Well, the day finally came for me to send my kids back to school. The last week of August, I packed up four of my six wonderful children and waved them off at the bus stop, feeling excited and hopeful for their year ahead. People might think I’m crazy, but I do think kids are pretty simple. They need plenty of sleep, love, and good nutrition. You get them that, get them started, wind them up in the morning, they’ll go all day. They’ve got energy.
My oldest son Jordan, for instance, loves to wake up early with me and get in a work out before school. He and I will get up and hit the gym at about 5:00 in the morning, come home at around 6:00, collect his brothers and sisters, and I’ll take them out to the Shelby Cafe for some bacon and eggs. It’s a nice morning ritual that I hold dear to my heart, something to add brightness to their day before they head to school to get their education.
Yet my kids and the millions of school children around the nation are not the only ones who are in need of a good education. I interact with many seniors and family members of seniors who would also benefit from a robust education in elder law and other matters of importance. The mark of a good classroom is one that makes room for questions. Student questions, that is. So for the purpose of this blog post, I would like to address some questions and points that I have encountered in my years as an elder law attorney.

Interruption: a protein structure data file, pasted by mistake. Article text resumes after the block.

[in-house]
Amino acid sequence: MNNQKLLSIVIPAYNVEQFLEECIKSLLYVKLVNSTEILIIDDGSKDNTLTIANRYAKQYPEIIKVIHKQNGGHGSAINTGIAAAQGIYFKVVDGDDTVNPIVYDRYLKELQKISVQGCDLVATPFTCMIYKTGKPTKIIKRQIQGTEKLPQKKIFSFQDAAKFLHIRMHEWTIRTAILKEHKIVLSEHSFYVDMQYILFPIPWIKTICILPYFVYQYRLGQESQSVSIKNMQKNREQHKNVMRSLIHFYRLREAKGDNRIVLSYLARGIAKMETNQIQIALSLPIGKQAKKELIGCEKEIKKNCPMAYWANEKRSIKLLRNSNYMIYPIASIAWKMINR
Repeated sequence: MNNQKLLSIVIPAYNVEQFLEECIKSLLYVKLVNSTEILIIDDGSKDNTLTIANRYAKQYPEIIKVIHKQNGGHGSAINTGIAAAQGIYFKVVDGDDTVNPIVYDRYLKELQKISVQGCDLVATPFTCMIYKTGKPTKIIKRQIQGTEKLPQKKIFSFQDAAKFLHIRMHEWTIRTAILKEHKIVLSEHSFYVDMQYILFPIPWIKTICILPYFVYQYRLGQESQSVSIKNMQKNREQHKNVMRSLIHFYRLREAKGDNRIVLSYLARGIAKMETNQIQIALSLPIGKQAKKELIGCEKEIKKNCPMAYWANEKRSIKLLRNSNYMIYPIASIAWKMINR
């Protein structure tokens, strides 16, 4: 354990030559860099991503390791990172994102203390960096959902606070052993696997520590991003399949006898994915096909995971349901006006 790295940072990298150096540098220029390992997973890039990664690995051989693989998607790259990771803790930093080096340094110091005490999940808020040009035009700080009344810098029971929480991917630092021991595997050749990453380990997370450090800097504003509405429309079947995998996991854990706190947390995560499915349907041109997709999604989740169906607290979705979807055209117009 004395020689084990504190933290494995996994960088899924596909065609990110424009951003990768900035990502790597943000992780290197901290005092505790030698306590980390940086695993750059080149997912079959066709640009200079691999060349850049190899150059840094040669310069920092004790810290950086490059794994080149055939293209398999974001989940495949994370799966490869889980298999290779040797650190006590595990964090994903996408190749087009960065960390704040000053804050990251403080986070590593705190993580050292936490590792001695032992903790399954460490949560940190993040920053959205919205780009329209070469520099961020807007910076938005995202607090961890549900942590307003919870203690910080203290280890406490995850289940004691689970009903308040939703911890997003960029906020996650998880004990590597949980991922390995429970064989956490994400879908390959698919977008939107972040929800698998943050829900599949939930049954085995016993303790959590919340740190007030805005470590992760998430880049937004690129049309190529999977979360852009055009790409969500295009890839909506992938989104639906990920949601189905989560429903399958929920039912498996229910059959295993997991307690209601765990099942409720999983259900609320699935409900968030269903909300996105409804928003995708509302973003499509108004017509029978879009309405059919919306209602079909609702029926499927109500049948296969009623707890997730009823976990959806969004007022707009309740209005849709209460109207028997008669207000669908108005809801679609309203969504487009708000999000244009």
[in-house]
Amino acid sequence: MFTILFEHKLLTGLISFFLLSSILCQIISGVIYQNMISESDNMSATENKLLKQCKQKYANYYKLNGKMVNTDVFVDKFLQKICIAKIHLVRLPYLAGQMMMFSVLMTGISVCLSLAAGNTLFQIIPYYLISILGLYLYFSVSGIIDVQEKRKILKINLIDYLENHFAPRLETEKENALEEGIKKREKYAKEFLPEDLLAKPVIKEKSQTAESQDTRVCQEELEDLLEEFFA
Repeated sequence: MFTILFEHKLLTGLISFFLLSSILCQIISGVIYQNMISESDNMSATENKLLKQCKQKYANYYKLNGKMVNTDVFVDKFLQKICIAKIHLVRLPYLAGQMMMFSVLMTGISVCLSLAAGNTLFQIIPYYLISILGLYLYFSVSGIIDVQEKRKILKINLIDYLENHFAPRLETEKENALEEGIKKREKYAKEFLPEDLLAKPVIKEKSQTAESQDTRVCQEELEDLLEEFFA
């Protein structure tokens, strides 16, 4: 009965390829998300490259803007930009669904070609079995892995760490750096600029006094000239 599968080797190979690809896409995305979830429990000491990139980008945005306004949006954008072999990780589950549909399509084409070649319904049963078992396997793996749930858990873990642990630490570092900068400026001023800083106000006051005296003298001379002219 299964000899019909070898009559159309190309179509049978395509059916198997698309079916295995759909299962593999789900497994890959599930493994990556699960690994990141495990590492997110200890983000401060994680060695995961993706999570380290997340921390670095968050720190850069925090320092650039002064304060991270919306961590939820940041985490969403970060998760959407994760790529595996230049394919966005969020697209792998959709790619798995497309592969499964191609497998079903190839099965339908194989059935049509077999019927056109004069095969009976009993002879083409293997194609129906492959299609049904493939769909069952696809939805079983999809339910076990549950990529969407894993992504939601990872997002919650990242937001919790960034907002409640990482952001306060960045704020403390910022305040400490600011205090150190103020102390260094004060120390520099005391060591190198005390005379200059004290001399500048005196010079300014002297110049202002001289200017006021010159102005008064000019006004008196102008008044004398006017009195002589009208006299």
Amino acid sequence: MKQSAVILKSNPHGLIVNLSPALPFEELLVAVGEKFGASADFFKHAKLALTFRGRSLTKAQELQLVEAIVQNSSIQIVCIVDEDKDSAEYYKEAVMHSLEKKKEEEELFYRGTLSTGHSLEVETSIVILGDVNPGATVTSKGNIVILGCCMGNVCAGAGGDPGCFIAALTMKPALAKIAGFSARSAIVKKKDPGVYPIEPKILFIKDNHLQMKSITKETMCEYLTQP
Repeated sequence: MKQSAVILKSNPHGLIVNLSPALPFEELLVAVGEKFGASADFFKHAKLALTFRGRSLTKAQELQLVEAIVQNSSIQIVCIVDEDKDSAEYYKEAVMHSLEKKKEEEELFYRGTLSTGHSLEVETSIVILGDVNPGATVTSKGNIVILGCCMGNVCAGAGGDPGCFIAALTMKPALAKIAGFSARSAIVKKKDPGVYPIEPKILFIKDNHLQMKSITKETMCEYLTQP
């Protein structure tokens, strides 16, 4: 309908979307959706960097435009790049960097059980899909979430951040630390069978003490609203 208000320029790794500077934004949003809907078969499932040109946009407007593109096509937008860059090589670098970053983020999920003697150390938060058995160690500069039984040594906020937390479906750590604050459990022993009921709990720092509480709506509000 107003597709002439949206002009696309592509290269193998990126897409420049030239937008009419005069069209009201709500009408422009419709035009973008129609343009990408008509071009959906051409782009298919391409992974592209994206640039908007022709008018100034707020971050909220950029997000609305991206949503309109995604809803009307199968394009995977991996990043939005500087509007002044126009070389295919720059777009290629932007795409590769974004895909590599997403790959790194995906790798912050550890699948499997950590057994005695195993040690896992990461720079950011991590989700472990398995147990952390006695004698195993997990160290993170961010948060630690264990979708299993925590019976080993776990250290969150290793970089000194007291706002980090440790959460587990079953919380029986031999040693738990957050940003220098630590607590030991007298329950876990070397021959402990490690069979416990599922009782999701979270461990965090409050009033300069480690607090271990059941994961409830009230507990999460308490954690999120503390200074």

The real experts when it comes to look back periods are the social workers at your local social services, your county social services department. What they do is open the books and look at the last three or five years – depending on the type of Medicaid you are trying to qualify for – and they comb through bank accounts, investment records, and other financial information. They do this for the person who is in need of Medicaid coverage. They’re going to look at every transfer. You are not going to be able to hide anything, and you don’t want to hide anything. That’s called Medicaid fraud, which is a big deal. You don’t want to go there. They are going to look through what was spent in those periods and determine if those expenses were allowable under Medicaid rules. What did you use the money for in those look back periods? Were the funds spent on healthcare? Home improvement? Were they used for a special van to transport someone who needs a special van, such as a person in a wheelchair? Did they go toward pre-paying a funeral? Those are all allowable expenses.
As elder law attorney, I would come in and ask, “Under the rules, how can we preserve assets as best as possible to care for the senior, especially if this senior is married to someone who is in very good health?” It is crucial for seniors to know what are allowable expenses as per the look back periods of the type of Medicaid they need, because if they do not, then they could find themselves in a situation where a lien is attached to their house. Why go through the heartache of having that happen, of having something that you worked hard to purchase be threatened with a lien? That is really just the tip of the iceberg when it comes to Medicaid and look back periods, which is why seniors should study up on these issues.
How much planning and preparation is necessary?